Read quality-based trimming of the distal ends of public fungal DNA sequences is nowhere near satisfactory
Journal article, 2017

DNA sequences are increasingly used for taxonomic and functional assessment of environmental communities. In mycology, the nuclear ribosomal internal transcribed spacer (ITS) region is the most commonly chosen marker for such pursuits. Molecular identification is associated with many challenges, one of which is low read quality of the reference sequences used for inference of taxonomic and functional properties of the newly sequenced community (or single taxon). This study investigates whether public fungal ITS sequences are subjected to sufficient trimming in their distal (5’ and 3’) ends prior to deposition in the public repositories. We examined 86 species (and 10,584 sequences) across the fungal tree of life, and we found that on average 13.1% of the sequences were poorly trimmed in one or both of their 5’ and 3’ ends. Deposition of poorly trimmed entries was found to continue through 2016. Poorly trimmed reference sequences add noise and mask biological signal in sequence similarity searches and phylogenetic analyses, and we provide a set of recommendations on how to manage the sequence trimming problem.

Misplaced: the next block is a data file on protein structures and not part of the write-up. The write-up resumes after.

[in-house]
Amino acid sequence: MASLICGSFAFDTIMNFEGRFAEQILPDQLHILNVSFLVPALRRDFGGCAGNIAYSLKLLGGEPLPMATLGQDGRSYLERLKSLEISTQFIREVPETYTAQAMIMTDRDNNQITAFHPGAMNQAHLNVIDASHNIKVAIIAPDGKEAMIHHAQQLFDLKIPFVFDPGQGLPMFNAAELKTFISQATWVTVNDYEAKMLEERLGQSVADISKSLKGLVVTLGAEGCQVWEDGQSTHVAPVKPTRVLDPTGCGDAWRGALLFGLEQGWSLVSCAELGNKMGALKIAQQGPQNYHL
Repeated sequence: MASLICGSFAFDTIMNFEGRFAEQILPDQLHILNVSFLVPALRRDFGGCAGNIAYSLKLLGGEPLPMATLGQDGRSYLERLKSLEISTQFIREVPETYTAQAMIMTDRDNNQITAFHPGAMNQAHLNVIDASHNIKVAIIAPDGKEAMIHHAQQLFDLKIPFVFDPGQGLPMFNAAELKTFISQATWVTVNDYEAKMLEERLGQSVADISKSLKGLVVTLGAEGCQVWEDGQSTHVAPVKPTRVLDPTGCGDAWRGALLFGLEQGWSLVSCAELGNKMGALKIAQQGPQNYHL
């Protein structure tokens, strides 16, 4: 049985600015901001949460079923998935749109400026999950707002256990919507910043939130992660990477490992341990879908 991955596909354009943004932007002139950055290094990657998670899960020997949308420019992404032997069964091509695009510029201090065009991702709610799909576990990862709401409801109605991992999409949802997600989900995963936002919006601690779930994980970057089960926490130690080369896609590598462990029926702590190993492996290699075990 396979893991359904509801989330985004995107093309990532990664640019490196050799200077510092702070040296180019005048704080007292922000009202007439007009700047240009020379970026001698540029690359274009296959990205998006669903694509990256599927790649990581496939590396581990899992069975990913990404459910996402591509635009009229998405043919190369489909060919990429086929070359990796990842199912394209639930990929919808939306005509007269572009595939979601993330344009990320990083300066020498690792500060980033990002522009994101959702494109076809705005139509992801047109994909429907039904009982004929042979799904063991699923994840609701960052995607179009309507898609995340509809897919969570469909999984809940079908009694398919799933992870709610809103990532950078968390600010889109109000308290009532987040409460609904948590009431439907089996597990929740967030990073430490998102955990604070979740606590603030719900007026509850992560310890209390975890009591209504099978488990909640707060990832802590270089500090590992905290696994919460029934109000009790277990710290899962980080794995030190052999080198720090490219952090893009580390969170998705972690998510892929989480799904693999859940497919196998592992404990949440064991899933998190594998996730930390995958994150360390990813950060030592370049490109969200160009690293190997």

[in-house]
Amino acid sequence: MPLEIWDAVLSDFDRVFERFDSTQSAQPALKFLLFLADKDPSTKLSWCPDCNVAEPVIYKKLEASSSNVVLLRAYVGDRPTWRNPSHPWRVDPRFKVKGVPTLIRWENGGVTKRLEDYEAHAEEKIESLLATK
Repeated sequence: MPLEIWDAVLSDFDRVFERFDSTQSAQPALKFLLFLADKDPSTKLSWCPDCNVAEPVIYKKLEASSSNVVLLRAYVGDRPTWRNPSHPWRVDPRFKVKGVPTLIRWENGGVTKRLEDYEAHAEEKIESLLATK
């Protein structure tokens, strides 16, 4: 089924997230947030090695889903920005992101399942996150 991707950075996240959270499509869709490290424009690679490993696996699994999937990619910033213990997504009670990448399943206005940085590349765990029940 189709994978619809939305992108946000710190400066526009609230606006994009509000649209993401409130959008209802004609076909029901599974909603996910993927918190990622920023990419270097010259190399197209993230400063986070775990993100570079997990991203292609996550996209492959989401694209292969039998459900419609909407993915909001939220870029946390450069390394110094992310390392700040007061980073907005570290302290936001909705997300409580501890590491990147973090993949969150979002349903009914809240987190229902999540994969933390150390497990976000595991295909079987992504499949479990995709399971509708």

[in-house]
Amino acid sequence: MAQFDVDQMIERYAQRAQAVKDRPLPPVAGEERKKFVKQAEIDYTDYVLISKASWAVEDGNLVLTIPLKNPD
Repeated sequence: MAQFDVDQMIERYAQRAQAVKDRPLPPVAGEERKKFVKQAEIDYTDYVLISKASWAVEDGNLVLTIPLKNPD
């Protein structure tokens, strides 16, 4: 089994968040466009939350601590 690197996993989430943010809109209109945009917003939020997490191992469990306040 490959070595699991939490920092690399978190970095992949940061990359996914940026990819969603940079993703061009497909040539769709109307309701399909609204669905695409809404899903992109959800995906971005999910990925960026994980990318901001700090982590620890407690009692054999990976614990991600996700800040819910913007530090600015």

database curation

molecular ecology

Molecular identification

Sanger sequencing

DNA barcoding

high-throughput sequencing

Author

R. Henrik Nilsson

Gothenburg Global Biodiversity Centre

University of Gothenburg

Marisol Sánchez-García

Clark University

M. Ryberg

Uppsala University

Kessy Abarenkov

University of Tartu

Christian Wurzbacher

University of Gothenburg

Gothenburg Global Biodiversity Centre

Erik Kristiansson

University of Gothenburg

Chalmers, Mathematical Sciences, Applied Mathematics and Statistics

MycoKeys

1314-4057 (ISSN) 1314-4049 (eISSN)

26 13-24

Subject Categories

Biological Systematics

DOI

10.3897/mycokeys.26.14591

More information

Latest update

5/17/2018